Sen. Craig Says He Did Nothing Inappropriate Sen. Larry Craig says he is not gay and did nothing inappropriate in a Minneapolis airport. The Idaho Republican said it was a mistake for him to plead guilty to misdemeanor charges stemming from a lewd conduct complaint.
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Sen. Craig Says He Did Nothing Inappropriate

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Sen. Larry Craig said Tuesday that he did nothing wrong and should not have pleaded guilty to a charge stemming from a June 11 lewd conduct complaint in Minneapolis.

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"I did nothing wrong at the Minneapolis airport," the Idaho Republican said at a news conference with his wife by his side. "I am not gay," he said.

But Senate GOP leaders did not offer support for their colleague, and instead called for an ethics committee review. Sen. Mitch McConnell said Republican leaders are "examining other aspects of the case to see if additional action is required."

Earlier Tuesday, the watchdog group Citizens for Responsibility and Ethics filed a complaint with the ethics committee seeking an investigation into whether Craig violated Senate rules by engaging in disorderly conduct.

Craig's problems stem from an incident in the men's restroom at the Minneapolis airport. According to court documents, airport police Sgt. Dave Karsnia was investigating allegations of sexual conduct in airport restrooms when he went into a stall and closed the door.

Minutes later, the officer saw Craig gazing into his stall through the crack between the stall door and the frame, fidgeted with his fingers and returned to gazing through the stall for about another two minutes, the documents state.

After a man in the adjacent stall flushed the toilet and left, Craig entered it and put his roller bag against the front of the stall door, "which Sgt. Karsnia's experience has indicated is used to attempt to conceal sexual conduct by blocking the view from the front of the stall," said the complaint, which was dated June 25.

The complaint said Craig then tapped his right foot several times and moved it closer to Karsnia's stall and then moved it into the area of the officer's stall to where it touched Karsnia's foot. Karsnia recognized that "as a signal often used by persons communicating a desire to engage in sexual conduct," the complaint said.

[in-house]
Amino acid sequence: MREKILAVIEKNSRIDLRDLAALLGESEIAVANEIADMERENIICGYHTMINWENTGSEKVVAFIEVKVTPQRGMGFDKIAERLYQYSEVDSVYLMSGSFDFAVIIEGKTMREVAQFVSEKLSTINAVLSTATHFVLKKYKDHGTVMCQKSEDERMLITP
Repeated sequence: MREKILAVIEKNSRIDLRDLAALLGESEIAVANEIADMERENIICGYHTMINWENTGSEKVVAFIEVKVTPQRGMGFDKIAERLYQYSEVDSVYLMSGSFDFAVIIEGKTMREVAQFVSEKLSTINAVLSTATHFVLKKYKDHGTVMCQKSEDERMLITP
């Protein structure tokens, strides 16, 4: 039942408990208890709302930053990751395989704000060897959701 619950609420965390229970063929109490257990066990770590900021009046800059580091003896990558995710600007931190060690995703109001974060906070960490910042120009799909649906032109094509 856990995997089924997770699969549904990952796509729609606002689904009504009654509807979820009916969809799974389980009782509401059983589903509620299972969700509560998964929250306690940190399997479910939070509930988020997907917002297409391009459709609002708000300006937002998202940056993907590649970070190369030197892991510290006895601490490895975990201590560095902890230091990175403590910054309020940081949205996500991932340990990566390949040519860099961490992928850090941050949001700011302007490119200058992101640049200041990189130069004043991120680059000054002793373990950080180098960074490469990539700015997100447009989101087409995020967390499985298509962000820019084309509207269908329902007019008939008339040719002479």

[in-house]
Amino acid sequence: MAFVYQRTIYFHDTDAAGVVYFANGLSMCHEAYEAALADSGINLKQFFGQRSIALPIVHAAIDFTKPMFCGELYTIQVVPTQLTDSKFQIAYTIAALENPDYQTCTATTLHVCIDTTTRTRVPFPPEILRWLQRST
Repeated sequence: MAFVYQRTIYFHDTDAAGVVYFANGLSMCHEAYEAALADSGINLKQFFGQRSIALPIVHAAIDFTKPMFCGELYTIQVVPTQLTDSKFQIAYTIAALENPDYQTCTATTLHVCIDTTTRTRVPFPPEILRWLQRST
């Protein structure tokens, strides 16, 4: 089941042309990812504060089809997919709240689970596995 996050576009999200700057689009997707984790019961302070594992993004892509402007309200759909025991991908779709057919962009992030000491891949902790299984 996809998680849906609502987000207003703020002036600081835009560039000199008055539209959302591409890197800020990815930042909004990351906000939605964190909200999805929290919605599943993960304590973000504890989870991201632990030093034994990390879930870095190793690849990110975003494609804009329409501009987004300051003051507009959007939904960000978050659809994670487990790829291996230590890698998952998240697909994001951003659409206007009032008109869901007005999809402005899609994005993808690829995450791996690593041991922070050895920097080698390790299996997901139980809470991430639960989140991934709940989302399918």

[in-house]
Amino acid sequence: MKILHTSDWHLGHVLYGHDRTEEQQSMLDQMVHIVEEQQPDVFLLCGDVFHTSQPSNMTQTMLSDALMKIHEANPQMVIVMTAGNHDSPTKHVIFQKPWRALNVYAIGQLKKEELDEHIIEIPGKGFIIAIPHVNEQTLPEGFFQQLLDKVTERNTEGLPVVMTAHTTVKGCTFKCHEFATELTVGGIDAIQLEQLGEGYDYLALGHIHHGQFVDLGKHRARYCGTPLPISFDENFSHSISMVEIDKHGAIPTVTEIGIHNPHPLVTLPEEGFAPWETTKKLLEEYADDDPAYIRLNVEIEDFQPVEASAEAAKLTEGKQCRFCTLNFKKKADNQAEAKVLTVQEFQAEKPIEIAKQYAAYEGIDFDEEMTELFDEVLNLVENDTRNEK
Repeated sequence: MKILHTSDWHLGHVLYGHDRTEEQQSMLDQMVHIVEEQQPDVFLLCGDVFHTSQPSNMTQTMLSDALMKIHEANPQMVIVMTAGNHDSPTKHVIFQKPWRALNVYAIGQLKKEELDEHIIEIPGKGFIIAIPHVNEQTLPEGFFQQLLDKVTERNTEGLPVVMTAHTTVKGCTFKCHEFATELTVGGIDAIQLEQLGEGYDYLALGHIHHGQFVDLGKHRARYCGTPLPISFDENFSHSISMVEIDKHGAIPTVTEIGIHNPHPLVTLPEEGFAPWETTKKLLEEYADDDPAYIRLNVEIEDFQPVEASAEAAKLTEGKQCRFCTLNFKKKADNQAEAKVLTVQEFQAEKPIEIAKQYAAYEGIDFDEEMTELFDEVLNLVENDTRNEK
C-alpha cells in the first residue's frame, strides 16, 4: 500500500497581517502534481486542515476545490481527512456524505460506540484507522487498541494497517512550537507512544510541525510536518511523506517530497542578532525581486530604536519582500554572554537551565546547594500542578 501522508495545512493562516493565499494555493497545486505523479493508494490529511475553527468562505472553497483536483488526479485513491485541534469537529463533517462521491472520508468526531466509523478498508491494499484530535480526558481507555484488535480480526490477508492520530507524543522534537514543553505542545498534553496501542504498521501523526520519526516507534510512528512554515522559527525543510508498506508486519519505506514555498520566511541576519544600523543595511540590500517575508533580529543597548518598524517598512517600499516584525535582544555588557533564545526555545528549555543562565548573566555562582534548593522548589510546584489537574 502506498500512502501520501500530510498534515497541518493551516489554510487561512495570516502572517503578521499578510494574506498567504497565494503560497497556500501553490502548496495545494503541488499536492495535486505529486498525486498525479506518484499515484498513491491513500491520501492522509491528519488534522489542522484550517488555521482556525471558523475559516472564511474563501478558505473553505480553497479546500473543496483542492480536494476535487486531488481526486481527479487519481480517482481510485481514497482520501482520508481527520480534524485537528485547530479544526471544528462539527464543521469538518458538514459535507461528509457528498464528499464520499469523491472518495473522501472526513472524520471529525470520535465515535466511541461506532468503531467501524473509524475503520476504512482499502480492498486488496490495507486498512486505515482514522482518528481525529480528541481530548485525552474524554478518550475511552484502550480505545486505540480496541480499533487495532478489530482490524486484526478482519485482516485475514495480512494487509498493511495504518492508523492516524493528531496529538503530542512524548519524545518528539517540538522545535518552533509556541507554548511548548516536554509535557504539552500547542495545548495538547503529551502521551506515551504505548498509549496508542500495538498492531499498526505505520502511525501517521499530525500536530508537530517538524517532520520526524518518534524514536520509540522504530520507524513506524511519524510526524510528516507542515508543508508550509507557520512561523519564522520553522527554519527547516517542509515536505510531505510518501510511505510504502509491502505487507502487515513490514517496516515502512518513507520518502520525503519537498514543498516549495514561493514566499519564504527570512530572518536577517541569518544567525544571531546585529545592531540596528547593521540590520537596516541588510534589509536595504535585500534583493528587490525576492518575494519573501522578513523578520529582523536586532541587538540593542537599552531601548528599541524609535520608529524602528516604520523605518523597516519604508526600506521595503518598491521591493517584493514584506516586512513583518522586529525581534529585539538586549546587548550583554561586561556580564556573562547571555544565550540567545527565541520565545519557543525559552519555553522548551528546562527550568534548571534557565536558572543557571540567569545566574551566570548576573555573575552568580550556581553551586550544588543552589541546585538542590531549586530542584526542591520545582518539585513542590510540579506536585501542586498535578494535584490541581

Craig then passed his left hand under the stall divider into Karsnia's stall with his palms up and guided it along the divider toward the front of the stall three times, the complaint said.

The officer then showed his police identification under the divider and pointed toward the exit "at which time the defendant exclaimed `No!,' " the complaint said.

The Aug. 8 police report says that Craig had handed the arresting officer a business card that identified him as a member of the Senate.

"What do you think about that?" Craig is alleged to have said, according to the report.

Roll Call, a Capitol Hill newspaper first reported the arrest and guilty plea.

In a statement issued Monday, Craig said he did nothing inappropriate.

"At the time of this incident, I complained to the police that they were misconstruing my actions," he said. "I should have had the advice of counsel in resolving this matter. In hindsight, I should not have pled guilty. I was trying to handle this matter myself quickly and expeditiously."

Craig, who has voted against gay marriage, finds his political future in doubt in the wake of the charges, which have drawn national attention.

The conservative three-term senator, who has represented Idaho in Congress for more than a quarter-century, is up for re-election next year. He has not said whether he will run for a fourth term in 2008 and was expected to announce his plans this fall.

A political science professor in Idaho said Craig's political future was in jeopardy. And a spokesman for the Democratic Senate Campaign Committee, Hannah August, said Craig's guilty plea "has given Americans another reason not to vote Republican" next year.

Craig, 62, has faced rumors about his sexuality since the 1980s, but allegations that he has engaged in gay sex have never been substantiated. Craig has denied the assertions, which he calls ridiculous.

Already Craig has stepped down from a prominent role with Mitt Romney's presidential campaign. He had been one of Romney's top Senate supporters, serving as a Senate liaison for the campaign since February.

"He did not want to be a distraction and we accept his decision," said Matt Rhoades, a Romney campaign spokesman.

Craig joins other GOP senators facing ethical and legal troubles.

Sen. Ted Stevens (R-AK) is under scrutiny for his relationship with a contractor who helped oversee a renovation project that more than doubled the size of the senator's home.

Sen. David Vitter (R-LA) acknowledged that his phone number appeared in records of a Washington-area business that prosecutors have said was a front for prostitution.

Craig, a rancher and a member of the National Rifle Association, lives in Eagle, Idaho, near the capital of Boise. He was a member of the House for 10 years before winning election to the Senate in 1990. He was re-elected in 1996 and 2002.

Last fall, Craig discounted allegations from a gay-rights activist that he has had homosexual relationships.

Mike Rogers, who bills himself as a gay activist blogger, published the allegations on his Web site,, in October 2006.

The Idaho Statesman, citing an anonymous source, reported Monday night that a man with close ties to Republican officials said he had a sexual encounter with Craig in the men's room of Washington, D.C.'s Union Station, a few blocks from the Capitol. Craig denied the incident in a May interview with the newspaper, and no arrests were made.

From NPR reports and The Associated Press